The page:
Ambani-Murdouch vs. Jeff Bezos – the heavyweight IPL media rights battle


On the pitch, the Gujarat Titans upset, upset the odds and ended up being the best team in the Indian Premier League this year. Now that the stage is set for the electronic auction of IPL media rights – linear and digital – on Sunday, it remains to be seen whether a newcomer rules the roost.

The auction pool has around ten participants, with some of the richest and most famous in the world competing against each other. The auction raises the possibility of a direct fight between Mukesh Ambani, representing Viacom18/Reliance and Jeff Bezos, president of Amazon, in particular for digital rights.

Bezos is the second richest person in the world. Ambani is at No. 9. Disney-Star, the incumbent media rights holder, will be there, while the presence of Apple and Google makes the bidding war interesting.

How intense could the bidding war be?

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There’s a feeling that Disney-Star might be bidding aggressively to retain the media rights and it’s all about the numbers. Hotstar, the company’s digital platform, reportedly derives 30% of its global revenue from India, with IPL being the driving factor. For Amazon and Netflix, on the other hand, only 5-10% of their global revenue comes from India.

Here again, the Indian conglomerate Reliance and Viacom18 entered into a strategic partnership with Bodhi Tree, the latter investing $1.78 billion in the project. It is an investment platform run by Lupa Systems of media mogul James Murdoch and former Star India executive Uday Shankar. As Chairman and CEO of Star, Shankar had changed the entire landscape when he secured IPL media rights for his former company five years ago, paying four times the base price. From now on, he will be in the rival camp.

“James and Uday’s track records are second to none,” Mukesh Ambani, chairman and chief executive of Reliance Industries, said after the combination. With over 400 million customers, Reliance’s Jio is the country’s largest telecommunications company.

Bezos’ Amazon, meanwhile, broadcasts the English Premier League live, arguably the most popular football league in the world. He could also pull out all the stops to secure the digital media rights of the world’s most popular cricket league. Gaining an edge over global rival Netflix Inc. provides an added incentive.

What is the base price?

Five years ago, Star secured the IPL media rights for the 2018-2022 cycle for Rs 16,347 crore. This time, for the 2023-2027 cycle, BCCI has set the base price at Rs 32,890 crore. According to a senior BCCI official, the highest bid is expected to exceed Rs 45,000 crore. As one BCCI insider put it, the dynamics of auctions do not follow simple profit and loss logic. It’s about gaining market share dominance and knowing how much companies are willing to shell out.

Who selected the tender documents?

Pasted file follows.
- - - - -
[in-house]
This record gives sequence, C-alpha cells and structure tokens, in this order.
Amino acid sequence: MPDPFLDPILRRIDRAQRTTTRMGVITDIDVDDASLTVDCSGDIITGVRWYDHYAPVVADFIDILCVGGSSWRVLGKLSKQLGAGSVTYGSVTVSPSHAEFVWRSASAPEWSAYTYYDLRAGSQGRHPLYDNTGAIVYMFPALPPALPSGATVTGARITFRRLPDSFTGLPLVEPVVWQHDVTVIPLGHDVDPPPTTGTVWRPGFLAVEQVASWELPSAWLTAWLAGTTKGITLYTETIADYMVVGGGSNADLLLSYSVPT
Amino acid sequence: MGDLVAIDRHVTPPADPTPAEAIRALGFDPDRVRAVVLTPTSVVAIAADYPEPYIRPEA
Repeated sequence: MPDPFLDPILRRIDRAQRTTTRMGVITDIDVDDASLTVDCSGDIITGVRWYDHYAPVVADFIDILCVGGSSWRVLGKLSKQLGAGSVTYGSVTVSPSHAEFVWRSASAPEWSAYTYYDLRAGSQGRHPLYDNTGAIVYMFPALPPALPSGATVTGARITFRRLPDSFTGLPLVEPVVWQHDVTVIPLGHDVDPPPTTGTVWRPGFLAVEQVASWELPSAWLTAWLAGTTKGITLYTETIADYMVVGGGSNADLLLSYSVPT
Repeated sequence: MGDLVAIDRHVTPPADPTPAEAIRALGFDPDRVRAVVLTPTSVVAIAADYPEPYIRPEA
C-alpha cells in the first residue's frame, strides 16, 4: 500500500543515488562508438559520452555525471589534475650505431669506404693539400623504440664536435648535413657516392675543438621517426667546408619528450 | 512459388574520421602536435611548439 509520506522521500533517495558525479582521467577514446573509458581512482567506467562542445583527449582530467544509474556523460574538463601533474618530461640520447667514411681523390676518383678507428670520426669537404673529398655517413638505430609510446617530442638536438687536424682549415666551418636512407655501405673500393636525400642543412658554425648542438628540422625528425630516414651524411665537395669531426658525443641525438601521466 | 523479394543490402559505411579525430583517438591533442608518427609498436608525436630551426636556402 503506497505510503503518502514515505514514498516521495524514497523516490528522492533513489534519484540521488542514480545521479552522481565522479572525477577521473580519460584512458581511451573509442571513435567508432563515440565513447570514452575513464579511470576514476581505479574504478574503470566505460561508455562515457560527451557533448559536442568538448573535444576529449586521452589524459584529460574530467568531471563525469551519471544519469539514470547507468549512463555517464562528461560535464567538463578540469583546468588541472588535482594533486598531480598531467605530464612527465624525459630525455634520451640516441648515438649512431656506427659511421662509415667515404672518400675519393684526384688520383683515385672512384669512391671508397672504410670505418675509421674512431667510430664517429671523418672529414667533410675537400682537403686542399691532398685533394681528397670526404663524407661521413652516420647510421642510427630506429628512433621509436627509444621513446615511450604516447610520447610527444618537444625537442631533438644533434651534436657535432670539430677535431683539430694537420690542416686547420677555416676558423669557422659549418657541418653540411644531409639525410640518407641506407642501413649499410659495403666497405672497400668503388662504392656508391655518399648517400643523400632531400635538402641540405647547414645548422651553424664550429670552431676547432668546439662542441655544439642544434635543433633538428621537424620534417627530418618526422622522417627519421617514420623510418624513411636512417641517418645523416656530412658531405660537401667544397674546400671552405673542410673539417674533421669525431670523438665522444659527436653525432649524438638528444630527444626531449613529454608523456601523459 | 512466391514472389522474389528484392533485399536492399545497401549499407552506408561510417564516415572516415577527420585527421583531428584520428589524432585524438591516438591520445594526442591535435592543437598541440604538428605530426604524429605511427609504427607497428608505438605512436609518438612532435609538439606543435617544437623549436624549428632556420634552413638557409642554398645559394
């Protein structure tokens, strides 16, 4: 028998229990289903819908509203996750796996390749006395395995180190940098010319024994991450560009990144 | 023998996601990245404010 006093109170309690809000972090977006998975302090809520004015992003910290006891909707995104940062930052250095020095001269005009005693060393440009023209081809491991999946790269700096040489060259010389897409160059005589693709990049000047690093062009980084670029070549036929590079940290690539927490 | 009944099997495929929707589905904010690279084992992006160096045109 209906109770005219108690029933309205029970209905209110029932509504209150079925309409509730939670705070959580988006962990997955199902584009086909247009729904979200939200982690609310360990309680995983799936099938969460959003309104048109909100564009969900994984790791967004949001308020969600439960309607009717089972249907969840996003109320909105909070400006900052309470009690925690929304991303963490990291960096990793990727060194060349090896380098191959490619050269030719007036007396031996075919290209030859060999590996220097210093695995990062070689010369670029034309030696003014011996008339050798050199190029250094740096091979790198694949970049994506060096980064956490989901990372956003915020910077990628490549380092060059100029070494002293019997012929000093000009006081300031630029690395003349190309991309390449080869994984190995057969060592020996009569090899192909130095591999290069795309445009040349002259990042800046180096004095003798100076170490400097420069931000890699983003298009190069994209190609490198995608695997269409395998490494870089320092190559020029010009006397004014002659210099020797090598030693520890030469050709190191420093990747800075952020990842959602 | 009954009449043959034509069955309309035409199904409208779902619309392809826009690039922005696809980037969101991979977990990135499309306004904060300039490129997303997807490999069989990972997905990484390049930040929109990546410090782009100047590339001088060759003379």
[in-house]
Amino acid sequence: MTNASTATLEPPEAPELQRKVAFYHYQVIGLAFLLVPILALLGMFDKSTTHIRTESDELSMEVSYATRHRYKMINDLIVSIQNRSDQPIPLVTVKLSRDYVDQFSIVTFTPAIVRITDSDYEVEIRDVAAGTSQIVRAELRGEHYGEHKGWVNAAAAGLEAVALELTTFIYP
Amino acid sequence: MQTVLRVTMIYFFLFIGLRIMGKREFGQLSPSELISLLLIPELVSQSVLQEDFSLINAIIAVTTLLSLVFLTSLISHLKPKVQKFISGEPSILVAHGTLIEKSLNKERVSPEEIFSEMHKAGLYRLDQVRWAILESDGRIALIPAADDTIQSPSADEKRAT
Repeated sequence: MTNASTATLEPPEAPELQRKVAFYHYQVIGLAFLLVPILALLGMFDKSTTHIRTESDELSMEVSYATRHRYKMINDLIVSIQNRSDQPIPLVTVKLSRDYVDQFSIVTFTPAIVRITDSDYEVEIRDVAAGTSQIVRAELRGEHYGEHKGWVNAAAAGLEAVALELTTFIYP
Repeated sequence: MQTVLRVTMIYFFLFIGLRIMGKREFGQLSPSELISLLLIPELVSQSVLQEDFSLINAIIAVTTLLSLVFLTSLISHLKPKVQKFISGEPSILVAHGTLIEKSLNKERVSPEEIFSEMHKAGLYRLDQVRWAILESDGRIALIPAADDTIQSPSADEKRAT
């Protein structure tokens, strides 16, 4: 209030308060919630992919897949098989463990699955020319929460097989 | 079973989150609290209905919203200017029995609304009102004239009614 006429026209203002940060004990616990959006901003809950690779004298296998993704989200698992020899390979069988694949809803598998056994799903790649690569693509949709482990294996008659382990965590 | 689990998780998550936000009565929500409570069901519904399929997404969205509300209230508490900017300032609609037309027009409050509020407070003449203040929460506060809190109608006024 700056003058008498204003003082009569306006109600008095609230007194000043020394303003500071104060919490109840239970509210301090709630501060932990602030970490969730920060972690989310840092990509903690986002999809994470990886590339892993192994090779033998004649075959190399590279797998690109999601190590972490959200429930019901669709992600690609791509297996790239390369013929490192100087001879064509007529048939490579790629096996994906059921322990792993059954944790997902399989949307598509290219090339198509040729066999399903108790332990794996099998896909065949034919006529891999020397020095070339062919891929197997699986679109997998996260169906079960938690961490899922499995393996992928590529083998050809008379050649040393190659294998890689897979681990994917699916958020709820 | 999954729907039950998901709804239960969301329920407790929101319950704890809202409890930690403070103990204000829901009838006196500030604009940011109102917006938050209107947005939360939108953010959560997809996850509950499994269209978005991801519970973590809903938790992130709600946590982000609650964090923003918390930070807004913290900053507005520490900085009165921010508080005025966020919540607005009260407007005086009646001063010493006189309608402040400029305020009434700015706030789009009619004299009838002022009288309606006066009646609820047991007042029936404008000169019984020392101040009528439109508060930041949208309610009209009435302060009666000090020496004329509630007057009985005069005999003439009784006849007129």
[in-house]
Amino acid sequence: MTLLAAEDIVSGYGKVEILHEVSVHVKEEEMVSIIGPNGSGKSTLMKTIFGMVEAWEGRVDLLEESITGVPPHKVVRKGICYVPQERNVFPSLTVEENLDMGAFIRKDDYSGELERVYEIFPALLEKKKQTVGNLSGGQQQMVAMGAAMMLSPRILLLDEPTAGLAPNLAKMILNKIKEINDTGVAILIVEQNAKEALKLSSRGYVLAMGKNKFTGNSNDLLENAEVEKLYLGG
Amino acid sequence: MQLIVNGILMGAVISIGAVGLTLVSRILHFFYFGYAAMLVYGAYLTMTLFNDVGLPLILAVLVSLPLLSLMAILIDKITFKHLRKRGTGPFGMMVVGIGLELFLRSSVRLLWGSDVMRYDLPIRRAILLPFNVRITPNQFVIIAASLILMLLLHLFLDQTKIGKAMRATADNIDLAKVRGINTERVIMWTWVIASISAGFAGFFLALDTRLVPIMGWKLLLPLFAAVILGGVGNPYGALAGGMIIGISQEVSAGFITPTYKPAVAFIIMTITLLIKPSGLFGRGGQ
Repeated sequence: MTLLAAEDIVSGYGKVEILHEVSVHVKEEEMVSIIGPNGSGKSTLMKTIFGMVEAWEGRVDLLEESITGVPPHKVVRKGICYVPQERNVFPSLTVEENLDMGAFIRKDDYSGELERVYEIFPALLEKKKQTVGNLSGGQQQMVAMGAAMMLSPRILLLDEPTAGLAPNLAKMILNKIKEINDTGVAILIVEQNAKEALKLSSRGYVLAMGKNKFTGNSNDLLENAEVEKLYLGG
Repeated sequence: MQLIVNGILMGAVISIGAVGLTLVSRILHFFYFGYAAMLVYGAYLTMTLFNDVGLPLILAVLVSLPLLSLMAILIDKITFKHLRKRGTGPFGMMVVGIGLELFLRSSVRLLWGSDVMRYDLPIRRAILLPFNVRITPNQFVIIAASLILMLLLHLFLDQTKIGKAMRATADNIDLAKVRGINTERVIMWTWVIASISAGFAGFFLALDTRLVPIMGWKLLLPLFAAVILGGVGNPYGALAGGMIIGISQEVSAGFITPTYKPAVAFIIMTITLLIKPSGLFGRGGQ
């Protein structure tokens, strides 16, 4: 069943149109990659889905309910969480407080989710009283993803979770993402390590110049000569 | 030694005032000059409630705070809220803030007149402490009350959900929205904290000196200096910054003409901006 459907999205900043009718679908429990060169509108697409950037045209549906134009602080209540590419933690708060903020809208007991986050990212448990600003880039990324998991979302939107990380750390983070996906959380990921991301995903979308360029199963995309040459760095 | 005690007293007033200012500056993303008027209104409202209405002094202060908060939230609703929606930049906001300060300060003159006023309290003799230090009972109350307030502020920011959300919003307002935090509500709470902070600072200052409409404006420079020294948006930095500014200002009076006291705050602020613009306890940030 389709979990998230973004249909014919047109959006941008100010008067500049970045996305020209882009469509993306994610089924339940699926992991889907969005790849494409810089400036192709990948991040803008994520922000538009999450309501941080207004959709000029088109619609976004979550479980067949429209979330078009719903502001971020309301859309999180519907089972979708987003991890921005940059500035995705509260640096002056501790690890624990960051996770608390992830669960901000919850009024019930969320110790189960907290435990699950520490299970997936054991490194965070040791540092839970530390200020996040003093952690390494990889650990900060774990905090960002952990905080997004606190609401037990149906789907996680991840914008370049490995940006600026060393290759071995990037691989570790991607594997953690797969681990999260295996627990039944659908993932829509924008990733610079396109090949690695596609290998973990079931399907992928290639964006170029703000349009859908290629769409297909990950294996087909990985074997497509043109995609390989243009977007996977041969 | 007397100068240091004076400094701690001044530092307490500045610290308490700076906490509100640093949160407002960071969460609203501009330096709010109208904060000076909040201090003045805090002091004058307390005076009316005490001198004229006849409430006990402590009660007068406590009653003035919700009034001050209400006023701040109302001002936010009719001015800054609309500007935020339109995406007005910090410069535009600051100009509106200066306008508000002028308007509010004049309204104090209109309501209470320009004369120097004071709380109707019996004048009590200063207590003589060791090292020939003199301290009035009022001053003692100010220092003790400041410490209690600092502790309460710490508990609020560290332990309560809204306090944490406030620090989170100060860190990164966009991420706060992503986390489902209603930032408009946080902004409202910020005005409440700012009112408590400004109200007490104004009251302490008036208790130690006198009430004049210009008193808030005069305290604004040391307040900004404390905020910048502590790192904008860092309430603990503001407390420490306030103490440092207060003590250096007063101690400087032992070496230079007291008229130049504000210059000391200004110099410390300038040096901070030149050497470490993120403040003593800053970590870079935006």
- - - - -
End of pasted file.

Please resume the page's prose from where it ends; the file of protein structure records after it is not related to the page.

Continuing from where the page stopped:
It is learned that Disney-Star, Sony, Zee, Viacom18/Reliance, Google, Amazon, Apple, Dream11, Sky Sports UK and SuperSport SA are among the parties to purchase the tender documents (ITT). Some of them, however, expressed their dissatisfaction with a sharp increase in the base price.

“This is a very aggressive reserve price and there needs to be a reality check, as IPL TV viewership has dropped over 34%, and at a time when rights are about to be renewed,” NP Singh, managing director and CEO of Sony Pictures Networks India, told The Economic Times last month.

Why is BCCI still so confident?

According to a BCCI official, IPL as a product is “unparalleled”. There is no other content that attracts eyeballs, which IPL gets. Chennai Super Kings general manager Kasi Viswanathan agreed. “This year, maybe, was an aberration in the sense that you still didn’t have home and away games. That was the reason for a drop in viewership.

“But if you look at the competitive cricket that is played in the IPL, everyone knows it’s the best T20 league in the world. And that’s probably why his media rights are in such high demand,” Viswanathan told The Indian Express.

How important are digital rights in the whole equation?

Unlike the last term, composite offers have been removed. A company can bid separately for all three tranches. Additionally, this time, BCCI has split the digital rights into two separate compartments – one for all matches, while the third compartment contains the non-exclusive rights for 18 matches each season, including the tournament opener and playoffs. . This can attract companies that want to get a small slice of the cricketing pie, bringing in a lot of money for the cricketing board.

How will an increase in the number of teams determine the bidding process?

For starters, the addition of two new teams increased the number of matches to 74 and contributed to the base price this quarter, nearly doubling the winning bid in 2017. But beyond hard numbers, the two new teams have brought new fans into the tournament. For example, the reigning champions Titans can play in front of 100,000 spectators, which gives them enough opportunities to develop a large fan base. It should also rapidly increase TV/online viewership.

Does the IPL have global appeal?

Last year Manchester United’s American owners, the Glazers, took part in the IPL franchise auction, as two new teams were brought into the fold. Not that the Glazers are big cricket fans, but they found the model of the IPL, which is quite similar to the NBA and Major League Baseball – a closed league with no promotion or relegation and guaranteed revenue from certain quarters – attractive.

NFL legend Larry Fitzgerald and two-time Olympic gold medalist basketball star Chris Paul have invested in the Rajasthan Royals. Two years ago, Forbes ranked the IPL as the sixth largest sports league in the world. The Indian diaspora playing cricket in all parts of the world adds to the global appeal of the IPL.


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